By Pete Firmin
These are difficult times for the left. Many are leaving the Labour Party in despair at the politics (or lack of) and performance of Keir Starmer, but many are fighting on. We’ve seen an increase in industrial struggle in response to attempts to keep down pay and worsen conditions, the extreme example of which is the use of fire and rehire by many companies.
We face a government which failed to deal adequately with the pandemic, resulting in thousands of deaths, and is introducing laws which attack the right to protest and build on the `hostile environment’ in their attempt to deflect anger towards migrants.
Yet Starmer has gone back on the pledges which got him elected Labour leader, has driven thousands out of the party, either through spurious allegations or disgust. He has shown more passion over `partygate’ than the corruption during the pandemic, the cut in Universal Credit, or the panoply of reactionary legislation from the Borders and Nationality Bill to the Police, Crime and Sentencing Bill neither of which the Labour front bench seem even to notice.
When workers strike to defend themselves from the massive rise in the cost of living or to protect services as well as jobs, the Labour leadership should be supporting them. When climate activists demand a plan to curtail global heating based on principles of internationalism, this must be one of the causes of Labour.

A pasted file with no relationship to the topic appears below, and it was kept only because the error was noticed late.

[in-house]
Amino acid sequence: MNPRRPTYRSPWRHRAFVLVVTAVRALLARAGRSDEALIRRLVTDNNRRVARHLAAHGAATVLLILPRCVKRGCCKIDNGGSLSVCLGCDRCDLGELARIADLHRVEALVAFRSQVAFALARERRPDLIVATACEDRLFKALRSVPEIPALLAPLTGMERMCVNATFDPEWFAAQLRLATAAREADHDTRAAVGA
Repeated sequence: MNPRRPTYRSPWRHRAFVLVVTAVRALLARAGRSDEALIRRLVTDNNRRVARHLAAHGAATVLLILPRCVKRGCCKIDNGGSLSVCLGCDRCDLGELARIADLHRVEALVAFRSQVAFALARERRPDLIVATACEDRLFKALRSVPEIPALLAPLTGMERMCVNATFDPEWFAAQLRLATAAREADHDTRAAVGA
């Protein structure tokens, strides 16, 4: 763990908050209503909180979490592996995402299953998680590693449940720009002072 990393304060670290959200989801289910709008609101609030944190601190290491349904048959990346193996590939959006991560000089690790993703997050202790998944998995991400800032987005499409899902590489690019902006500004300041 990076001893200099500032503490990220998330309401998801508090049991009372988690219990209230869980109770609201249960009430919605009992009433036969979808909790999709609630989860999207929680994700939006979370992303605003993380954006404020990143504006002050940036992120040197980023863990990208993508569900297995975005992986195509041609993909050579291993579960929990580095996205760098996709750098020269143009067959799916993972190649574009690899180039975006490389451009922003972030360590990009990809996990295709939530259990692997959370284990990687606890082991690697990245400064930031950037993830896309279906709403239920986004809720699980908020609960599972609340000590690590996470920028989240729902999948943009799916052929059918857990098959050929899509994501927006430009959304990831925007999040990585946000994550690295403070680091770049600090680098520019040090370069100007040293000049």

When protestors demand the right to food or organise to defend our NHS, we get solidarity from MPs on the left – and from football stars – but the Labour leadership ignores those causes. Even where the majority support us – they are more concerned about appealing to their friends in the City than working class communities
The Labour Representation Committee does not claim to have magic answers for solving the left’s dilemmas. While we have spoken out consistently against the witchhunt and for thoroughgoing democratic reform of the party’s structures, we recognise that the left in the party has been seriously outflanked by the ruthlessness of the right. But thousands of Party members are determined to continue that struggle, as shown by the many excellent resolutions passed at Labour conference last year.
The task the LRC attempts to address is how to bring these disparate elements – the industrial struggle, the fight against climate change, the struggles inside and outside the Labour Party – into a movement which can not only defeat the policies of this reactionary government, but also lay the basis for a political revival of the left.
Saturday’s conference will hear from Jeremy Corbyn and Apsana Begum, FBU General Secretary Matt Wrack, UNISON President Paul Holmes and Palestinian trade unionist Neda Abu Zant.
It will also be an opportunity to discuss the LRC’s assessment of the political situation and the tasks facing the left, including several resolutions on key issues.
The conference is online this Saturday, 5th February from 11-4.
You can attend the conference as a visitor or join and be entitled to vote.
All the details of motions and how to register to attend are on the LRC website https://labourrep.com/
Pete Firmin is an LRC National Executive member, and vice chair of Brent Trades Council
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